Capturing the Essence of Energy for Exercise
Exploring the sources of power at the molecular level.
Exercise professionals devote fervent attention to learning the intricate mechanisms of muscle actions and understanding how the contractile proteins (such as myosin and actin) create force to do an array of exercises. But the source of that force—the biochemistry of energy—often remains a mystery. This column will discuss recent explanations that help demystify the processes happening at the molecular level, where cells channel energy from food into the work accomplished by exercise.
All life forms need energy to grow, move and maintain themselves. Thousands of energy-requiring processes occur continuously in cells to meet life’s demands. Energy can take on many forms in biological systems, but the energy currency that is most useful is known as adenosine triphosphate (ATP) (see Figure 1).
Cells cannot create ATP from scratch. The first law of thermodynamics dictates that total energy in the universe remains constant. Therefore, from the dietary foods eaten and digested, potential energy resides within cells in the chemical bonds of organic (that is, carbon-containing) compounds such as glucose (a simple sugar or a monosaccharide), glycogen (a complex sugar or a polysaccharide composed of hundreds or thousands of glucose molecules stored in the muscles, liver and brain) and fatty acids (saturated or unsaturated acids produced during the breakdown of triglycerides).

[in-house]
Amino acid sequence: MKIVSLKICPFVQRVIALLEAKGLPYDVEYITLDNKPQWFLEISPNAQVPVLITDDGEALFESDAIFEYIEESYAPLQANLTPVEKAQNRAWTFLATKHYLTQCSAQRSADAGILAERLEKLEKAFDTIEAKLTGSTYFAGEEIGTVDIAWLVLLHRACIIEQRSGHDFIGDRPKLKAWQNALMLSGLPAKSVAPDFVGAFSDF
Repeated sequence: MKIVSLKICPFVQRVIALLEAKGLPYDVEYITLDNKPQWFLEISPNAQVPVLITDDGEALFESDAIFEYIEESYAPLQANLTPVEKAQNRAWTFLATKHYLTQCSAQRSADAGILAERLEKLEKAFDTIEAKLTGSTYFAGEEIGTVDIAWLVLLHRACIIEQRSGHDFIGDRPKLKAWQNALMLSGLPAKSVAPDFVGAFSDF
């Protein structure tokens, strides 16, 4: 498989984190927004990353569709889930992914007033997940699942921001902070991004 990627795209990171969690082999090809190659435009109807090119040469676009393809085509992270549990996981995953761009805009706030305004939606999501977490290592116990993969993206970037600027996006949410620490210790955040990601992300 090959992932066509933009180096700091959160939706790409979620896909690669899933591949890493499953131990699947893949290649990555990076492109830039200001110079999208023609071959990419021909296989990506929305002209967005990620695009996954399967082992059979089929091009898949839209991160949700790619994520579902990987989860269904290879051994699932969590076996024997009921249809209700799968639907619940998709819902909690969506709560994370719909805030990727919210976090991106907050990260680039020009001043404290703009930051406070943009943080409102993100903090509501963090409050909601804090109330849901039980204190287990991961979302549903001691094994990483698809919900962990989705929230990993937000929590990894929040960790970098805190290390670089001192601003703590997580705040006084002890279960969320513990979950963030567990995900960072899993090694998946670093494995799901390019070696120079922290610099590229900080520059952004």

When these compounds enter energy pathways, some of the atomic bonds break or become rearranged, and energy is released and captured in the formation of ATP. ATP molecules are then used for cell functions such as supplying the energy for muscle contraction, building other complex molecules (in conjunction with enzymes), generating electrochemical messages in nerves, transporting substances across cell membranes and powering every activity in the cells. The energy for all these processes is liberated from ATP by removing the terminal inorganic phosphate (Pi) group from the molecule, leaving adenosine diphosphate (ADP) plus one proton (H+). This ADP is readily recycled in the mitochondria (power source organelles in cells) and also in the cytoplasm, where it is recharged again to ATP.
When the terminal Pi is broken from the ATP, a high level of energy is released (which is why ATP is called a high-energy molecule) that very closely meets the needs of a specific biological reaction. The outermost Pi groups on the ATP are held together with unstable bonds, meaning the energy is readily released when the Pi separates from the ATP (a process called hydrolysis because water is the splitting molecule that removes the Pi). During this molecular commotion, a little heat energy is lost to the cell surroundings, which the cell does not recapture. ATP is not much of a storage fuel. Rather, it is produced in one set of reactions and almost immediately consumed in another set of reactions, a process called coupling.